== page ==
Government will launch a website where businesses can report the damages they incurred during the devastating July riots.
The Sunday Times reports that the portal will go live on Monday 13 September and will ask affected businesses to quantify the loss they have suffered.
“We have talked to various authorities, as well as the short-term insurers and the banks, but we realise there are still huge gaps in the information we have on the extent of damage suffered by businesses, including micro businesses such as spaza shops operating from people’s houses,” said National Treasury deputy director-general Ismail Momoniat.
“We want to see the extent of the damage, so we can make more informed decisions about whether government should review the support mechanisms currently in place — or improve the support facilities.”
Treasury has allocated R3.75 billion towards supporting business affected by the riots, as well as for other related economic efforts.
However, government needs more information about which businesses were affected, as well as the financial implications they face, so that these businesses can resume their processes.
“It matters a lot in terms of local communities,” said Momoniat.
“The businesses that suffered damage were often providing crucial lines of supply and services to households in their areas.”
Sabric CEO Nischal Mewalall warned in August that the effect of the July riots will far exceed the direct impact they had on businesses.
Mewalall explained that millions of rand that was stolen during the riots was not dye-stained, meaning this money is likely to have been injected back in the economy and used to fund organised crime.
“This money is the proceeds of crime and there is now a war chest available to fund more organised crime, to corrupt more officials and to promote lawlessness,” said Mewalall.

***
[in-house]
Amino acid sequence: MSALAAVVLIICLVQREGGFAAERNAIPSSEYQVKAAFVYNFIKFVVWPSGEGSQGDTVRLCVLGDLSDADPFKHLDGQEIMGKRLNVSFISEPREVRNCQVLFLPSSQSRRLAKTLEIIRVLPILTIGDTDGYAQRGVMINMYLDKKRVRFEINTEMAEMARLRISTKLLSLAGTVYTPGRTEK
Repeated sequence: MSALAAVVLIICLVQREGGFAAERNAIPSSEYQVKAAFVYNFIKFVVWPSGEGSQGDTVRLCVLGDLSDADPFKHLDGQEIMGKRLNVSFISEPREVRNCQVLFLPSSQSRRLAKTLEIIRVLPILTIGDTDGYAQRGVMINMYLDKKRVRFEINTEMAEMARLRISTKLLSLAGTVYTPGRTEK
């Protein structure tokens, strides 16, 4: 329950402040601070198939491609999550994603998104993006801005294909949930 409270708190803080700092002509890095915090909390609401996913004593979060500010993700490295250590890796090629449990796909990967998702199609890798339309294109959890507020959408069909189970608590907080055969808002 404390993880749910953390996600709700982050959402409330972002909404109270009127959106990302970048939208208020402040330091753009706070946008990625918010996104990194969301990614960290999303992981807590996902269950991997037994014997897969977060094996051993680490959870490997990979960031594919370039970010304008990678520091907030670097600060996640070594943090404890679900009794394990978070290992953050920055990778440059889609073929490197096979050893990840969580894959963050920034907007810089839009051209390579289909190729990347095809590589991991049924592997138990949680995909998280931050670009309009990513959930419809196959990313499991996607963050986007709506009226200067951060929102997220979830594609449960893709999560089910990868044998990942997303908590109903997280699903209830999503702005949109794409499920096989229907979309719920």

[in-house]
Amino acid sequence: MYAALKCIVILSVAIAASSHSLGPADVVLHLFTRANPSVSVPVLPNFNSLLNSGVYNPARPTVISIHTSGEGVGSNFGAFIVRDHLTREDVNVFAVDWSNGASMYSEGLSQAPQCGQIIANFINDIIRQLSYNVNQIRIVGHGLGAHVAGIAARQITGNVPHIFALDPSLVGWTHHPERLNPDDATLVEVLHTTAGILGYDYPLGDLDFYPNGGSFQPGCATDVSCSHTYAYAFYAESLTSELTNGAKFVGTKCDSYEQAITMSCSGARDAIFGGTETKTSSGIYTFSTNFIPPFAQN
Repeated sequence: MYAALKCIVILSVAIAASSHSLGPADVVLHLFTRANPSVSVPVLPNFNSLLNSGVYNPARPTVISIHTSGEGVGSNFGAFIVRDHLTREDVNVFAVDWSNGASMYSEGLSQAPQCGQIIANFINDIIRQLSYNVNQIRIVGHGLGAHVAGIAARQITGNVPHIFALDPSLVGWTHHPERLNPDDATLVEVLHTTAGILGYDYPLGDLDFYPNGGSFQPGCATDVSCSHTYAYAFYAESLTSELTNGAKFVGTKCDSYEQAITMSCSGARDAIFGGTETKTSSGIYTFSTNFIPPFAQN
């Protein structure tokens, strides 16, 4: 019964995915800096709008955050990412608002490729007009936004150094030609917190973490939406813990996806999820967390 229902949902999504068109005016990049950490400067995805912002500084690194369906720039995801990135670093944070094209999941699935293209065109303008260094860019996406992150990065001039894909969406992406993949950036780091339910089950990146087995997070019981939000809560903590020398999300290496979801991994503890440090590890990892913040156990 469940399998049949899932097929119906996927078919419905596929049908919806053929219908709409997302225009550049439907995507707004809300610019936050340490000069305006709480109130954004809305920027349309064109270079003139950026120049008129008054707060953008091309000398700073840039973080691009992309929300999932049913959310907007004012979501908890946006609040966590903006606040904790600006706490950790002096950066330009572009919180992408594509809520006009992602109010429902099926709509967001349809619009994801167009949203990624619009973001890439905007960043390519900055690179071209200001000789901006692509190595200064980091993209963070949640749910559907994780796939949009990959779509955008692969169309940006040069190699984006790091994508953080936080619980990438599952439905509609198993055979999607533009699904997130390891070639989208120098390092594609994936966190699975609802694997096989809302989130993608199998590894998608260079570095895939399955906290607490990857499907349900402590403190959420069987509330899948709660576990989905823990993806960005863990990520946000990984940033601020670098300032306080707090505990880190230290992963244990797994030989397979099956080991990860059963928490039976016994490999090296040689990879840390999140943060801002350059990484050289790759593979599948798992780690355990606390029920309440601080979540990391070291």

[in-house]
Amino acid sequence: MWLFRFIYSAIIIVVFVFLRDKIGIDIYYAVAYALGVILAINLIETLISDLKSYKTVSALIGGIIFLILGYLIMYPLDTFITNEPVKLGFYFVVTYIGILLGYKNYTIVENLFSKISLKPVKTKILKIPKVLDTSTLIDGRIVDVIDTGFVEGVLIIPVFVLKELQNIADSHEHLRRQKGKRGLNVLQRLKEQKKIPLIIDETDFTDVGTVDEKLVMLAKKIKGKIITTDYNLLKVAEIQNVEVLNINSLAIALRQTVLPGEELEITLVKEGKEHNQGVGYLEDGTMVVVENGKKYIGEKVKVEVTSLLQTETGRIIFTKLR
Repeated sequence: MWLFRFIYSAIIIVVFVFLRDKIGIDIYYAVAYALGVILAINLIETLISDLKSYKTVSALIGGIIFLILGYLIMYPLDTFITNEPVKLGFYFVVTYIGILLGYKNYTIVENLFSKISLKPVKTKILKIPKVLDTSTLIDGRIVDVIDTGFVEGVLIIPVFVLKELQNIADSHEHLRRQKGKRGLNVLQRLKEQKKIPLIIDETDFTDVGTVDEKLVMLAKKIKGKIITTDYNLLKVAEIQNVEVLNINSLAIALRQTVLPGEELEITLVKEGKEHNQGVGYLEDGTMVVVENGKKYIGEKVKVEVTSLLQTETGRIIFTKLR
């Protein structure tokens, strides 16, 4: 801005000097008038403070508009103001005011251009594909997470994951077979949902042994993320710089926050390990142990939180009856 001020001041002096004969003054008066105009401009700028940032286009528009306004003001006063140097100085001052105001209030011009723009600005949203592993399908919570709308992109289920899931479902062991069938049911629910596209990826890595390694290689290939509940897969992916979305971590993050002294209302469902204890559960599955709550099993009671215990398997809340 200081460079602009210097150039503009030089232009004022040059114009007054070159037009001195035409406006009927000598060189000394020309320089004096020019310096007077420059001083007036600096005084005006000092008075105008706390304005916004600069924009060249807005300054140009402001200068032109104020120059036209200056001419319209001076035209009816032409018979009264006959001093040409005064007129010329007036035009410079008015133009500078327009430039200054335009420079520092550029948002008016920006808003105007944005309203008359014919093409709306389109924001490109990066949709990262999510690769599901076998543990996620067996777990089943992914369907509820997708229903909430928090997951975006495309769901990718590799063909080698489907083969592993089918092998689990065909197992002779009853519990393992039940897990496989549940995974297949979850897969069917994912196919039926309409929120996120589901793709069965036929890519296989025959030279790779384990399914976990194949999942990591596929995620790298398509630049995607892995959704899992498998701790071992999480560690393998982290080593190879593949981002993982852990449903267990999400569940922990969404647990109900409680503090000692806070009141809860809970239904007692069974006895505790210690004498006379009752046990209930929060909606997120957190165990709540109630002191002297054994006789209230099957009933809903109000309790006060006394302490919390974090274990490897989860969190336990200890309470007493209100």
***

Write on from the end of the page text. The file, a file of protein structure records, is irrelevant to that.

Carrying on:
The riots were believed to have impacted at least 1,227 ATMs and 310 bank branches, and Mewalall said it was deeply concerning how national intelligence was not prepared for these mass attacks.
“There is great concern over the impact of intelligence failures and the state’s response to the eight consecutive days of civil unrest that resulted in unprecedented destruction of banking infrastructure in South Africa,” said Mewalall.
“The theft of R119,400,243 in hard cash is very concerning.”
Following the impact of the July riots, there have been concerns that those who instigated the civil unrest in the name of former president Jacob Zuma would do so again.
Such a situation was predicted for 23 August, and the South African Police Service (SAPS) prepared accordingly, but the threat did not come to pass.
“The public is urged not to respond to calls for violence and criminality and is discouraged from participating in activities that seek to defy the rule of law,” said Police Ministry Spokesperson Lirandzu Themba.
Private security firms like Fidelity were also prepared for renewed rioting, and these teams worked with their customers on contingency plans should future unrest occur.